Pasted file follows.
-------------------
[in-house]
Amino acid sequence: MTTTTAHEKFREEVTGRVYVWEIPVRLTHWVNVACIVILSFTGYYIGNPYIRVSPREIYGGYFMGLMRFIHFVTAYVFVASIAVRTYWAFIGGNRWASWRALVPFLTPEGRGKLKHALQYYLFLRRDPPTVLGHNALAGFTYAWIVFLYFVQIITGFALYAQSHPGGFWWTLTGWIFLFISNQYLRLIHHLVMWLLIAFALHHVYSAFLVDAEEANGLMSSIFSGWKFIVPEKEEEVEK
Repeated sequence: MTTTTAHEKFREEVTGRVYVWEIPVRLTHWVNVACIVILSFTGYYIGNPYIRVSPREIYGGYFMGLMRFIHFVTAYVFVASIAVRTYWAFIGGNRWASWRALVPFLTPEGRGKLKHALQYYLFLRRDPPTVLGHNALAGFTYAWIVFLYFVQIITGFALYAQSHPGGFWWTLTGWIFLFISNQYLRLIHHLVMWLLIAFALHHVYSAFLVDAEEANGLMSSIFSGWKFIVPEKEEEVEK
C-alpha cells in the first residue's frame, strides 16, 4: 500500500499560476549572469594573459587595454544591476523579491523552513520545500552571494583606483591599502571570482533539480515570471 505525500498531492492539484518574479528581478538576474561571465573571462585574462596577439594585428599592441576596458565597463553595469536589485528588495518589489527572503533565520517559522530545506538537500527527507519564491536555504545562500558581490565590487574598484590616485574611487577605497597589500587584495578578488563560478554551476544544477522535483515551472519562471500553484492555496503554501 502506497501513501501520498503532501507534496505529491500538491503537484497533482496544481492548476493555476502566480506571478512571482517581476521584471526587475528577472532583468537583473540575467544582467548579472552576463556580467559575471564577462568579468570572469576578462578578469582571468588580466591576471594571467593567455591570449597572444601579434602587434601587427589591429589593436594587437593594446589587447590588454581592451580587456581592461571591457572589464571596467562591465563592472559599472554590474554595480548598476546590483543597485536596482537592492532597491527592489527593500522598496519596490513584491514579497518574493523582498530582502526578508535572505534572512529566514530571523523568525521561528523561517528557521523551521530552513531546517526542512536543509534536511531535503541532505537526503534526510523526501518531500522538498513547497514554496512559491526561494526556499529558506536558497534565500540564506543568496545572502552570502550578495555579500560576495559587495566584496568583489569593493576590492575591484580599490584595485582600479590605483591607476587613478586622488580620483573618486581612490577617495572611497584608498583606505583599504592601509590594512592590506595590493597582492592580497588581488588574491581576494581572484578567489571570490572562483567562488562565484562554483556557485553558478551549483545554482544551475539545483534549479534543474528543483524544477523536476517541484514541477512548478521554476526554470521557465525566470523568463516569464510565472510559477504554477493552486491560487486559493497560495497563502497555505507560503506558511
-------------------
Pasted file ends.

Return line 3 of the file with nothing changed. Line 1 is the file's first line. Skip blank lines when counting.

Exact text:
Repeated sequence: MTTTTAHEKFREEVTGRVYVWEIPVRLTHWVNVACIVILSFTGYYIGNPYIRVSPREIYGGYFMGLMRFIHFVTAYVFVASIAVRTYWAFIGGNRWASWRALVPFLTPEGRGKLKHALQYYLFLRRDPPTVLGHNALAGFTYAWIVFLYFVQIITGFALYAQSHPGGFWWTLTGWIFLFISNQYLRLIHHLVMWLLIAFALHHVYSAFLVDAEEANGLMSSIFSGWKFIVPEKEEEVEK